I would like to remap the keys on my number pad so that they behave differently depending on how long the key is pressed. Here's an example:

If I hold the Numpad 9 key down for less than 300ms it will send the "previous tab" key command Ctrl+Tab

If I hold the Numpad 9 key down for 300-599ms it will send the "new tab" key command Ctrl+T

If I hold the Numpad 9 key down for 600-899ms it will send the "close tab/window" key command Ctrl+W

If I hold the Numpad 9 key down for more than 899ms, it does nothing in case I missed the time window I wanted.

On Windows I could do this with AutoHotKey and on OS X I could do this with ControllerMate, but I cannot find a tool on UNIX/Linux that allows key remapping based on how long a key is held.

If you are aware of a tool that can solve my problem, please make sure to provide a script or code sample that demonstrates the conditional key hold duration behavior I described above. It doesn't need to be the full code to solve my example, but it should be enough for me to repurpose it for my example.

  • This is such an outlandish thing to do. How are you going to time your 600 millisecond press? :D +1 for crazy idea.
    – Wildcard
    Commented Nov 9, 2016 at 9:57
  • Just to add some spice to your life, you should add a time window from 347 to 350 ms that will force-shutdown your computer. ;)
    – Wildcard
    Commented Nov 9, 2016 at 9:58
  • @Wildcard I actually use the number pad on my Razer Naga for this and when I first implemented the idea with AutoHotKey on Windows I used 300-400ms time windows, but now that I've been using this system for a while, I use use time windows about 200ms apart, and I can get the desired time window about 99% of the time. It's very similar to the way you would communicate with morse code.
    – kanoko
    Commented Nov 11, 2016 at 20:39

3 Answers 3


I just wrote this in C:

#include <stdio.h>
#include <curses.h>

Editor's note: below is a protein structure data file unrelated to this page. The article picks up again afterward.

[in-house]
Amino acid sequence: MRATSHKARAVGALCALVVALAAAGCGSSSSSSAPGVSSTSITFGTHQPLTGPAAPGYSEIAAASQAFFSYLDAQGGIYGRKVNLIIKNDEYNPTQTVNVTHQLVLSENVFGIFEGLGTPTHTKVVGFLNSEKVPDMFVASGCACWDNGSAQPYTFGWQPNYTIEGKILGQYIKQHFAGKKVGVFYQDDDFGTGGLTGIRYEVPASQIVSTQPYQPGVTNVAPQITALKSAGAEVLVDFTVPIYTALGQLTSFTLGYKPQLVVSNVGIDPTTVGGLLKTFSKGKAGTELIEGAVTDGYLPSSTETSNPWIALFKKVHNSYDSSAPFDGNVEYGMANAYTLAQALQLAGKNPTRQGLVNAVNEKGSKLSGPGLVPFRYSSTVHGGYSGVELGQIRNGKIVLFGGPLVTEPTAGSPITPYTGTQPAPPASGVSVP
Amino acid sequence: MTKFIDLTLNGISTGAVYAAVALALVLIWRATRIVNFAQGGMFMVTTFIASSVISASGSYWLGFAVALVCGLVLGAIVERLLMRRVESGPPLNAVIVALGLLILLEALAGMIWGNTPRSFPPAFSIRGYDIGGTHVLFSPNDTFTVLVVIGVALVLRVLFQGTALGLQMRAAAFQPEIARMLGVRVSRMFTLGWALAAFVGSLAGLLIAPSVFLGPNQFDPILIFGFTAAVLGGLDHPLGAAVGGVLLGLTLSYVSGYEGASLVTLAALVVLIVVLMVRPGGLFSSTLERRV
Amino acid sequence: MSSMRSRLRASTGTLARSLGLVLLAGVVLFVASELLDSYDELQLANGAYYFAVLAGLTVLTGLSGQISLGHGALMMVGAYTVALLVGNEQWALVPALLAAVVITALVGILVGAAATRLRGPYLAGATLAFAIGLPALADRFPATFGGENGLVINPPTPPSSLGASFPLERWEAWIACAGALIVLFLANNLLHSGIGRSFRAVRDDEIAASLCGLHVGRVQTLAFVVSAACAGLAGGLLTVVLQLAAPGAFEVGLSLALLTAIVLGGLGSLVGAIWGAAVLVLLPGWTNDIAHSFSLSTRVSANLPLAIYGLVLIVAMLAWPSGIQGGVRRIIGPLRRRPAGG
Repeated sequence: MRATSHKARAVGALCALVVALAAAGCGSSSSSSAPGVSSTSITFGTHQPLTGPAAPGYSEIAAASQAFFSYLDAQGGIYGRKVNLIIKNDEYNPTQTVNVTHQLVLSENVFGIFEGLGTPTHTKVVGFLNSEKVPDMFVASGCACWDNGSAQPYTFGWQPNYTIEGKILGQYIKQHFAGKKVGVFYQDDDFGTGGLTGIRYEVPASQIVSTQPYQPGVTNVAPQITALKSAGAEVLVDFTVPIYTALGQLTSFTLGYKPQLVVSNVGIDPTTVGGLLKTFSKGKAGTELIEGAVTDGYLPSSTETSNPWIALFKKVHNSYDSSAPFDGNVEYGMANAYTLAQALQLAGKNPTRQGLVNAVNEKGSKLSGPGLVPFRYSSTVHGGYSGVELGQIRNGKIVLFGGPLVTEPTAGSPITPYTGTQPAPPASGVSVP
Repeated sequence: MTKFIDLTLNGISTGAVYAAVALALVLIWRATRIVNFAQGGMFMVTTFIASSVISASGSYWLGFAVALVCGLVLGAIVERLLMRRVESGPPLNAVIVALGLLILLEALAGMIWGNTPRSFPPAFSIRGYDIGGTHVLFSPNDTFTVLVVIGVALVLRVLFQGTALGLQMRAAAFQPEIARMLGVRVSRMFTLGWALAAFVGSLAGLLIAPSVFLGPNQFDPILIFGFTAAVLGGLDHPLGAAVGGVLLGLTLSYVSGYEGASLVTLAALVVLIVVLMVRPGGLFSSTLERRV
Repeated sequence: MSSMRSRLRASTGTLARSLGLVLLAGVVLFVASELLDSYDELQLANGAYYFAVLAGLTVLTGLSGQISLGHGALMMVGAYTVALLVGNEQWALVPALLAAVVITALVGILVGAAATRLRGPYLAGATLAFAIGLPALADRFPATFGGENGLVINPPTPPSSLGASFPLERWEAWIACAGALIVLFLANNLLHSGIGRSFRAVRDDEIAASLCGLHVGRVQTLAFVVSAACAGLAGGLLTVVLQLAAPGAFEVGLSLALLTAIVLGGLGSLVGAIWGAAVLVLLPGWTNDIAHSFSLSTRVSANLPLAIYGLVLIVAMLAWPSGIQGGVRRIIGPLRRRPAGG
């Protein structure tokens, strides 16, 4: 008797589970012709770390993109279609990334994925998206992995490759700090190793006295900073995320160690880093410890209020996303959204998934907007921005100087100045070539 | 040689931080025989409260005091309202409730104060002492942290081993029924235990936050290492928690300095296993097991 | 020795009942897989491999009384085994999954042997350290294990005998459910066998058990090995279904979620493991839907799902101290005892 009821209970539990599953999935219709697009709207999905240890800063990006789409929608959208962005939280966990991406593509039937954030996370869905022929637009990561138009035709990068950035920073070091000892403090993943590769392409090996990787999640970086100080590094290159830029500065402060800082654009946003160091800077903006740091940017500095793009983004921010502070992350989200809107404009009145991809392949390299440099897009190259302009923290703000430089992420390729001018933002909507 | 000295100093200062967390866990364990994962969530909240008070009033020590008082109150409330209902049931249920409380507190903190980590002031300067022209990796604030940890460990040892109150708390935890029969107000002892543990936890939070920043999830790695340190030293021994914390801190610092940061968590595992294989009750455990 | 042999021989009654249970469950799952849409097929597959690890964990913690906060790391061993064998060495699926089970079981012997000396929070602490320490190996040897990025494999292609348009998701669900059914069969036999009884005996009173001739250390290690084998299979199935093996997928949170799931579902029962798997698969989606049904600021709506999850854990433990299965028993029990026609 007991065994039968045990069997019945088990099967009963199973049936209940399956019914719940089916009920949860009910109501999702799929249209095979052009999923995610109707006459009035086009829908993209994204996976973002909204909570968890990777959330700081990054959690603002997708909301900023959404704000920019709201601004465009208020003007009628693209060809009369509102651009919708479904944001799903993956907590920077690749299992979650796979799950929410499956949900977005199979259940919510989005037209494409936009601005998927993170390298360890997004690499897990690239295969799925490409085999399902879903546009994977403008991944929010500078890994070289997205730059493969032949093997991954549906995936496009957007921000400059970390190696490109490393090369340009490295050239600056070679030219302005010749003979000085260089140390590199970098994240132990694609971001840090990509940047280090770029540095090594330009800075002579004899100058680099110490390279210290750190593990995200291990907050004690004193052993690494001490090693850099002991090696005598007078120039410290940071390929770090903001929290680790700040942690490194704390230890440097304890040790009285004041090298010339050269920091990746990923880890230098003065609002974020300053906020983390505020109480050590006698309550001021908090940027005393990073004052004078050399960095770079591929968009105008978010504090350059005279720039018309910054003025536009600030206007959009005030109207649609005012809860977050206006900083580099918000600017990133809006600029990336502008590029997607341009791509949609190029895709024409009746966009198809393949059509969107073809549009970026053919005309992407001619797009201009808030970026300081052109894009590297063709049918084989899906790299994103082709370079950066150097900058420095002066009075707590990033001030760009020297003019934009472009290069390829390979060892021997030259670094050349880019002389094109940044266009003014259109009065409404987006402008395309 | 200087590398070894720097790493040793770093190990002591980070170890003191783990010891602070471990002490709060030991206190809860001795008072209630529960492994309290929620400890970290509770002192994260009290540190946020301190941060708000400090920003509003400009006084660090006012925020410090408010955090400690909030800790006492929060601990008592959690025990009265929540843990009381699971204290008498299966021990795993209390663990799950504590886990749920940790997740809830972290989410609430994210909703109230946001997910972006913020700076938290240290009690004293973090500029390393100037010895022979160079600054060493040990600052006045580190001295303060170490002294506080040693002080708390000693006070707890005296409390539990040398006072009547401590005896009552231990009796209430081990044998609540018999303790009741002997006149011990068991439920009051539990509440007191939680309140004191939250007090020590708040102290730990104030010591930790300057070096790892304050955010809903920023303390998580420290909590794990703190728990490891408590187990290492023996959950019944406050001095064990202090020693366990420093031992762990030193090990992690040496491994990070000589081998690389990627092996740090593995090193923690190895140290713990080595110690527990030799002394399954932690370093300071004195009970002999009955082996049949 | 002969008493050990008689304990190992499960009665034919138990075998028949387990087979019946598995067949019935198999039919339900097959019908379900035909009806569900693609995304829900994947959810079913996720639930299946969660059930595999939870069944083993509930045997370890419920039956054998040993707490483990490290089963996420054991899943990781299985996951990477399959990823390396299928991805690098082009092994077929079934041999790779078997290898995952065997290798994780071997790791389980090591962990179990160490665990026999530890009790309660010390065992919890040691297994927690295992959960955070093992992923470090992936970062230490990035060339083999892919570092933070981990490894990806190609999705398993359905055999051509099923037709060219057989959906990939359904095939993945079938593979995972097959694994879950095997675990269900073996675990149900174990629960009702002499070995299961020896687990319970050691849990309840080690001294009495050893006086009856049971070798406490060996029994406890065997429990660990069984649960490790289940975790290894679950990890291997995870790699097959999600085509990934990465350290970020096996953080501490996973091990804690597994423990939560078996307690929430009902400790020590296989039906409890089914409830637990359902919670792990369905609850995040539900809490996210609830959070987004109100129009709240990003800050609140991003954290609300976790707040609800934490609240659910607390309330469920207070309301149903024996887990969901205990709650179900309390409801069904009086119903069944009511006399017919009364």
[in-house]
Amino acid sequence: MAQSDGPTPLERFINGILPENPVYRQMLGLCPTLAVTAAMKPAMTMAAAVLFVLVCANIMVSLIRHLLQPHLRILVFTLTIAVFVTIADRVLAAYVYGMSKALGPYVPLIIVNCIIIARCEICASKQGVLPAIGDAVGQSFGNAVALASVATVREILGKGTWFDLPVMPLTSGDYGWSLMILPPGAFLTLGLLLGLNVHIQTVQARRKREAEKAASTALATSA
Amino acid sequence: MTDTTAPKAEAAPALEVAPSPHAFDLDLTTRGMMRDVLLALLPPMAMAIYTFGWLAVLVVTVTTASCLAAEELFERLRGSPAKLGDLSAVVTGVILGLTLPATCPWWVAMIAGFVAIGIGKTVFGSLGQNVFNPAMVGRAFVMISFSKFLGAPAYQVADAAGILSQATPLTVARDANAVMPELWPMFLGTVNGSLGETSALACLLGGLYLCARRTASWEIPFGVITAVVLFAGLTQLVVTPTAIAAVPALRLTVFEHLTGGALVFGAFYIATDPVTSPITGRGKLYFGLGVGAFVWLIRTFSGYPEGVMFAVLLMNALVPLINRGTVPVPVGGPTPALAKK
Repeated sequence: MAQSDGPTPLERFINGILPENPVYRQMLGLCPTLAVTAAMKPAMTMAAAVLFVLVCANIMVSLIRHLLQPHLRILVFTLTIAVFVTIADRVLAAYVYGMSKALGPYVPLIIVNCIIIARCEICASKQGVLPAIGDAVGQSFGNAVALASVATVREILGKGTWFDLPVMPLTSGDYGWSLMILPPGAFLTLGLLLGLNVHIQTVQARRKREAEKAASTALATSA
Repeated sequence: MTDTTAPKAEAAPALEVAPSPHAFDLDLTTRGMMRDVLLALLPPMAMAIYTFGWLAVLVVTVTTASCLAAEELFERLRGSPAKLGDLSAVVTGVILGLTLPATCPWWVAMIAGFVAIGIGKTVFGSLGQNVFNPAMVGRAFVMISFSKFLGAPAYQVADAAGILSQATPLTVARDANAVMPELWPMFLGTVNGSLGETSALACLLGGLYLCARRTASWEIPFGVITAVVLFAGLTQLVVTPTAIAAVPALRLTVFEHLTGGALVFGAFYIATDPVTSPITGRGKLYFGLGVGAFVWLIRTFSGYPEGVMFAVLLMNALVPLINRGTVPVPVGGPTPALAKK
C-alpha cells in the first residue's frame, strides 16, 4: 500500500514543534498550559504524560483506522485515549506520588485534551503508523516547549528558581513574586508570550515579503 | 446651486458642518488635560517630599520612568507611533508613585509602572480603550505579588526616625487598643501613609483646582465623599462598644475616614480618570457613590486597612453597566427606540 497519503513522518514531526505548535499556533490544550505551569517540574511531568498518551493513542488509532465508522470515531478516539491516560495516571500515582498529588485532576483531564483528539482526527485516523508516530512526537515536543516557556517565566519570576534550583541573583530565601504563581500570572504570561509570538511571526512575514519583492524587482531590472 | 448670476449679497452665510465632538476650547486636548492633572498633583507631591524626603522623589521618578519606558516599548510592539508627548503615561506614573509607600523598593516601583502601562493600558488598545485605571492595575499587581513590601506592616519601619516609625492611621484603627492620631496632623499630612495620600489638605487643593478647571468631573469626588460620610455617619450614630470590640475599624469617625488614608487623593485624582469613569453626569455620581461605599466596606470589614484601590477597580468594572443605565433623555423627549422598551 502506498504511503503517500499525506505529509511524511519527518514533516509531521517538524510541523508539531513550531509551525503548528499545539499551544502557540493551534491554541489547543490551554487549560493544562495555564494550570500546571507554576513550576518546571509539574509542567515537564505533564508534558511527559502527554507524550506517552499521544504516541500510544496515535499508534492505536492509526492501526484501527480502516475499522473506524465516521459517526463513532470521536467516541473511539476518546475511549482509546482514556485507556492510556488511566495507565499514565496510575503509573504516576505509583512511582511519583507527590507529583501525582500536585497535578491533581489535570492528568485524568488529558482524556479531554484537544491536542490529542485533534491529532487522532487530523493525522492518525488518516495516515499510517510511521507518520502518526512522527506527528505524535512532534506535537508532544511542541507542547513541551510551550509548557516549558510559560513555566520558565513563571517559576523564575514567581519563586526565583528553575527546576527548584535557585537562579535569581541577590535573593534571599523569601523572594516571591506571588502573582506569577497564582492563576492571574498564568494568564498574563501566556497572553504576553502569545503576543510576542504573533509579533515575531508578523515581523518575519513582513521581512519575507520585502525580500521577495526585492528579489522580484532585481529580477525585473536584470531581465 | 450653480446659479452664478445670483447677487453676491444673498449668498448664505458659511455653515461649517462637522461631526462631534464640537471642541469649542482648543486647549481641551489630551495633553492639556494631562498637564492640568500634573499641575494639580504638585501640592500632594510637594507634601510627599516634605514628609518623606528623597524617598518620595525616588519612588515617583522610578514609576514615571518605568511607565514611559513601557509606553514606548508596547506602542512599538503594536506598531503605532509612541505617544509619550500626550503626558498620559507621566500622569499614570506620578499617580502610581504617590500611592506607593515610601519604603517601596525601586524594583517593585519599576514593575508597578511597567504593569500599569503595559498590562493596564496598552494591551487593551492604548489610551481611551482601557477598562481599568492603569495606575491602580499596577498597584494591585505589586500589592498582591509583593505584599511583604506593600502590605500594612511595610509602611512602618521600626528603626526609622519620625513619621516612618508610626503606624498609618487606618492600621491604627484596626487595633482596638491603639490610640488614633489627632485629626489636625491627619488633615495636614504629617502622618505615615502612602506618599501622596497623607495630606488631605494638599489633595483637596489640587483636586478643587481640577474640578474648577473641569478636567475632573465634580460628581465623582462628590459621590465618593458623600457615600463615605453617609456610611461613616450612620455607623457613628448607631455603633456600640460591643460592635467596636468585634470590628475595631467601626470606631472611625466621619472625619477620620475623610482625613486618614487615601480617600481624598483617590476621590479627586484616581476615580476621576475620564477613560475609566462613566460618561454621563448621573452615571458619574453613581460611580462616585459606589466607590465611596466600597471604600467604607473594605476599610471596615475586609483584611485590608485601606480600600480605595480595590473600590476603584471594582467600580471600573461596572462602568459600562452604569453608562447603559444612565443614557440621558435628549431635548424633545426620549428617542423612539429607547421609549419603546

#include <time.h> //time(0)
#include <sys/time.h>                // gettimeofday()
#include <stdlib.h>

void waitFor (unsigned int secs) {
    //credit: http://stackoverflow.com/a/3930477/1074998
    unsigned int retTime = time(0) + secs;   // Get finishing time.
    while (time(0) < retTime);               // Loop until it arrives.

main(void) {

    struct timeval t0, t1, t2, t3;
    double elapsedTime;

    clock_t elapsed_t = 0;
    int c = 0x35;

    keypad(stdscr, TRUE);

    halfdelay(5); //increae the number if not working //adjust below `if (elapsedTime <= 0.n)` if this changed
    printf("\nSTART again\n");

    elapsed_t = 0;
    gettimeofday(&t0, NULL);

    float diff;

    int first = 1;
    int atleast_one = 0;

      while( getch() == c) { //while repeating same char, else(ffff ffff in my system) break

            int atleast_one = 1;

            if (first == 1) {
                gettimeofday(&t1, NULL);
                first = 0;

            //printf("DEBUG 1 %x!\n", c);
            gettimeofday(&t2, NULL);
            elapsedTime = (t2.tv_sec - t1.tv_sec) + ((t2.tv_usec - t1.tv_usec)/1000000.0); 

            if (elapsedTime > 1) { //hit max time

                printf("Hit Max, quit now. %f\n", elapsedTime);

                int cdd;
                while ((cdd = getch()) != '\n' && cdd != EOF);


            if(halfdelay(1) == ERR) { //increae the number if not working
                //printf("DEBUG 2\n");
            else {
                //printf("DEBUG 3\n");

    if (atleast_one == 0) {
            //gettimeofday(&t1, NULL);
            t1 = t0;